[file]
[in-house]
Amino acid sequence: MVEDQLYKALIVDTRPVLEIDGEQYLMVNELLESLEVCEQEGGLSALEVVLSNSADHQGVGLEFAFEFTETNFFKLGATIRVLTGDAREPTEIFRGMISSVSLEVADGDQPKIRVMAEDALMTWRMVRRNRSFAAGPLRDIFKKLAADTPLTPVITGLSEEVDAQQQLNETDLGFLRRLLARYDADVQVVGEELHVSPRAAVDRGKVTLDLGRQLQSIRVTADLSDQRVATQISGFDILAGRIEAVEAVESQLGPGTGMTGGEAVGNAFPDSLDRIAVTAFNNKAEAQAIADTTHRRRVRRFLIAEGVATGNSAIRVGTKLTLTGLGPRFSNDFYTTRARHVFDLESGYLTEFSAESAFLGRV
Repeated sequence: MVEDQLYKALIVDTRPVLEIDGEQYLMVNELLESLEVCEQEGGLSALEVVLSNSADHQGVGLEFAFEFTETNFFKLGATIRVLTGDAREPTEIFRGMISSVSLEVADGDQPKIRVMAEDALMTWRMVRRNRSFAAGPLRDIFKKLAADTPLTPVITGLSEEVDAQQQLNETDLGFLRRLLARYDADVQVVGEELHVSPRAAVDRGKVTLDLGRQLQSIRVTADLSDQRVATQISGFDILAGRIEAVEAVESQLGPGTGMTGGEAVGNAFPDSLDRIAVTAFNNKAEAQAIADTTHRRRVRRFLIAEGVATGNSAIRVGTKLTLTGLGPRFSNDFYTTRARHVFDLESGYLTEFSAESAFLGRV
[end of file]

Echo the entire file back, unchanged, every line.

[in-house]
Amino acid sequence: MVEDQLYKALIVDTRPVLEIDGEQYLMVNELLESLEVCEQEGGLSALEVVLSNSADHQGVGLEFAFEFTETNFFKLGATIRVLTGDAREPTEIFRGMISSVSLEVADGDQPKIRVMAEDALMTWRMVRRNRSFAAGPLRDIFKKLAADTPLTPVITGLSEEVDAQQQLNETDLGFLRRLLARYDADVQVVGEELHVSPRAAVDRGKVTLDLGRQLQSIRVTADLSDQRVATQISGFDILAGRIEAVEAVESQLGPGTGMTGGEAVGNAFPDSLDRIAVTAFNNKAEAQAIADTTHRRRVRRFLIAEGVATGNSAIRVGTKLTLTGLGPRFSNDFYTTRARHVFDLESGYLTEFSAESAFLGRV
Repeated sequence: MVEDQLYKALIVDTRPVLEIDGEQYLMVNELLESLEVCEQEGGLSALEVVLSNSADHQGVGLEFAFEFTETNFFKLGATIRVLTGDAREPTEIFRGMISSVSLEVADGDQPKIRVMAEDALMTWRMVRRNRSFAAGPLRDIFKKLAADTPLTPVITGLSEEVDAQQQLNETDLGFLRRLLARYDADVQVVGEELHVSPRAAVDRGKVTLDLGRQLQSIRVTADLSDQRVATQISGFDILAGRIEAVEAVESQLGPGTGMTGGEAVGNAFPDSLDRIAVTAFNNKAEAQAIADTTHRRRVRRFLIAEGVATGNSAIRVGTKLTLTGLGPRFSNDFYTTRARHVFDLESGYLTEFSAESAFLGRV